Blog

Learning from Conflict in the Classroom

Sep 26 2012

“The study of conflict should be viewed as a basic human requirement and the practice of constructive conflict as an essential set of interpersonal skills” (Wilmot and Hocker, 2011, p. 2)

There are several approaches that instructors can adopt for addressing conflict in the classroom as a learning opportunity for students.  One way to begin preparing students to engage in conflict moments is to have them identify their approach to conflict and their conflict style (Wilmot and Hocker 2011).  By having students read through the following statements and identify which statementaligns with their views on conflict, students gain valuable insights into their preferred communication mode— competing, avoiding, compromising, collaborating, and/or accommodating (Thomas and Kilmann, 1974):  

  • I love peace and harmony and will go to great lengths to avoid conflict.
  • I sometimes will willingly engage in conflict, but only if I can see no other good choice.
  • I like the give-and-take of a good verbal conflict and am not particularly wary of getting involved.
  • I enjoy constructive conflict.  My adrenaline gets going and I like to see what can come of it.  I even seek out conflict at times.
  • I count on conflict to help clear the air, solve problems, and get us to a “different place.”

Additionally, instructors can implement activities where students brainstorm constructive and deconstructive approaches for addressing conflict.  One activity, adapted from “The Complete Guide to Conflict Resolution in the Workplace” by Marick F. Masters and Robert R. Albright,  asks students to think of a recent conflict they have had with a peer, superior, or subordinate; write down what the conflict was about; and list the various ways they could have handled it.  Finally, they identify how they handled it and why it worked or did not work.


Utilizing role-play is also a helpful strategy for generating helpful proactive and reactive strategies for conflict communication.  This active learning strategy gives students the opportunity to solve a problem, apply skills, explore/change values, develop empathy, and to become aware of their assumptions (Nickerson 2007).  Role-plays are well-suited for exploring conflict communication because they help students experience “stressful, unfamiliar, complex, or controversial situations” (Bonwell 1991).  Students can reflect on the words and actions of each character to determine the effectiveness of communication in addressing the conflict and the particular conflict modes present in their scenario.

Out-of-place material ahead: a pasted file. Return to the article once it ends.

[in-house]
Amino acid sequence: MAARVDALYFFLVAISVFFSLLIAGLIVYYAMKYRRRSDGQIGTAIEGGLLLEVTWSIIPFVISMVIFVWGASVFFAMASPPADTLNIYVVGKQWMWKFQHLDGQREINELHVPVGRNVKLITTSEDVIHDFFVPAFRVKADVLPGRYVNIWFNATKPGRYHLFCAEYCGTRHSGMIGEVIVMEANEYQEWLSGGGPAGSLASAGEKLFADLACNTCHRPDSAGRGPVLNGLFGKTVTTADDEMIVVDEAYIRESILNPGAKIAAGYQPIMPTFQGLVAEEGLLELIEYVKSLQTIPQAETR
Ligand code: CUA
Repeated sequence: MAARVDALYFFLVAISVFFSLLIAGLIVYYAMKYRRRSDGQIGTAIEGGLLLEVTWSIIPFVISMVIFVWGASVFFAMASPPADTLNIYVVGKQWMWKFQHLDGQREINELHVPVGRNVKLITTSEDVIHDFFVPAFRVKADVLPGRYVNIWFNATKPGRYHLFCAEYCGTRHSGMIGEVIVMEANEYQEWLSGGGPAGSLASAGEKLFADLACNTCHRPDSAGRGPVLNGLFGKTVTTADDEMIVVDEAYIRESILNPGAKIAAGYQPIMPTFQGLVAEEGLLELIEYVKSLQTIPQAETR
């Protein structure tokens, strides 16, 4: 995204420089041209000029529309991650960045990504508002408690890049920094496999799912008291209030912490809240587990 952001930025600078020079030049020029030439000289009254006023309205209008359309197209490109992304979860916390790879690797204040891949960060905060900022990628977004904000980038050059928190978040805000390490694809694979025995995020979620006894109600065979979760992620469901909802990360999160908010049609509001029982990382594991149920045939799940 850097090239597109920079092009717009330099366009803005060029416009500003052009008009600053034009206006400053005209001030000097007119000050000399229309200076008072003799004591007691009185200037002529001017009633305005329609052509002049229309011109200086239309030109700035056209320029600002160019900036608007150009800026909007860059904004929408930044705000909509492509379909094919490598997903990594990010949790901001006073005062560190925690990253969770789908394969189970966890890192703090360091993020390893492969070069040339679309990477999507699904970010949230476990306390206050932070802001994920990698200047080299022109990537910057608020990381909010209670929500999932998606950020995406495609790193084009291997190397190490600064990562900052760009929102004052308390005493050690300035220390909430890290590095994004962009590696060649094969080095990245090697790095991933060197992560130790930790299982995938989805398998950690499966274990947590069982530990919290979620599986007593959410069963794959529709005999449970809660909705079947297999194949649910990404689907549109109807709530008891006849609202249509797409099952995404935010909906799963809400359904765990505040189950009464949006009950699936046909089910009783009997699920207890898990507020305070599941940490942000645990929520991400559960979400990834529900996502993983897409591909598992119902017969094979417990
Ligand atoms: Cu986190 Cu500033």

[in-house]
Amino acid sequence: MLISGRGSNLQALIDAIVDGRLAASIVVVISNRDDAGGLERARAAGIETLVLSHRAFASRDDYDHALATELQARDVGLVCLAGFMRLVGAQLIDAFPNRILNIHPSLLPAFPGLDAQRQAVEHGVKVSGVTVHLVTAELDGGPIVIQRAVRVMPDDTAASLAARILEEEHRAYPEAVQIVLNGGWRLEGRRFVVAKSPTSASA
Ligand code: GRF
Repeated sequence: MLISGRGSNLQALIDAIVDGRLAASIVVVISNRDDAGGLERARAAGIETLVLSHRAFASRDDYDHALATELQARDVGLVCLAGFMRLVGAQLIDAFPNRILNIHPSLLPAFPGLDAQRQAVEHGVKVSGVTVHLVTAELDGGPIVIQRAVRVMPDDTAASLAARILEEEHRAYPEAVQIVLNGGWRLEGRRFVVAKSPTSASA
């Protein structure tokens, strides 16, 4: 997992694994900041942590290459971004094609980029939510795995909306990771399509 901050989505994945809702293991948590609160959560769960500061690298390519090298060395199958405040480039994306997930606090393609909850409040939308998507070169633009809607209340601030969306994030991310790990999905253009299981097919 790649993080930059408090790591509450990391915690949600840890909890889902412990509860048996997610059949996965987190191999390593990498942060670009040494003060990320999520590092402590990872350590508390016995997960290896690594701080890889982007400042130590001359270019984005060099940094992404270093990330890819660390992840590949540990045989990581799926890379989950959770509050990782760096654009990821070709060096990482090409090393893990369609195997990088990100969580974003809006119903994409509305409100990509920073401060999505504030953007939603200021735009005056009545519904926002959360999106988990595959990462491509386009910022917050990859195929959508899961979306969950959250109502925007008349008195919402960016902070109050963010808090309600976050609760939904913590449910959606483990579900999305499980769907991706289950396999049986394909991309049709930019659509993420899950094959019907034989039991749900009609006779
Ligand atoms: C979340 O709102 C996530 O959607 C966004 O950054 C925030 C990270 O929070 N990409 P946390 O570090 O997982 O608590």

Facilitating difficult conversations on controversial topics is a common practice among instructors from almost all disciplinary backgrounds.  By incorporating proactive and reactive strategies for conflict communication into the course content and modeling constructive ways of handling conflict, instructors can better prepare students to learn from all aspects of difference in the classroom.

Resources:

  • Bonwell, Charles C., and James Eison.  “Active Learning:  Creating Excitement in the Classroom.”  ASHE-ERIC Higher Education Report No. 1, 1991.
  • “Managing Classroom Conflict.”  Center for Faculty Excellence, University of North Carolina at Chapel Hill.  November 2004.
  • Masters, Marick F., and Robert R. Albright.  The Complete Guide to Conflict Resolution in the Workplace.  New York:  American Management Association, 2002.
  • Nash, Robert J., Bradley LaSha, DeMethra, and Arthur W. Chickering.  How to Talk About Hot Topics on Campus.  Jossey-Bass, 2008. 
  • Nickerson, Stephanie.  “Role-Play:  An Often Misused Active Learning Strategy.”  Essays on Teaching Excellence 19.5 (2007-2008). 
  • “Role-Play Exercises.”  Schreyer Institute for Teaching Excellence:  Penn State University, 2007.
  • Thomas, Kenneth W., and Ralph H. Kilmann (1974). Thomas-Kilmann conflict mode instrument.  Tuxedo, NY: Xicom, Inc, 1974.
  • Wilmot, William, and Joyce Hocker.  Interpersonal Conflict.  8th ed.  McGraw-Hill, 2011.

 

To follow up on any of these ideas, please contact me at fglazer@nyit.edu. This Weekly Teaching Note was adapted from a contribution to the Teaching and Learning Writing Consortium sponsored by Western Kentucky University.

 

Contributor:

Dr. Amanda G. McKendree, Assistant Director

Kaneb Center for Teaching and Learning

University of Notre Dame

http://kaneb.nd.edu

 

Author: francine_glazer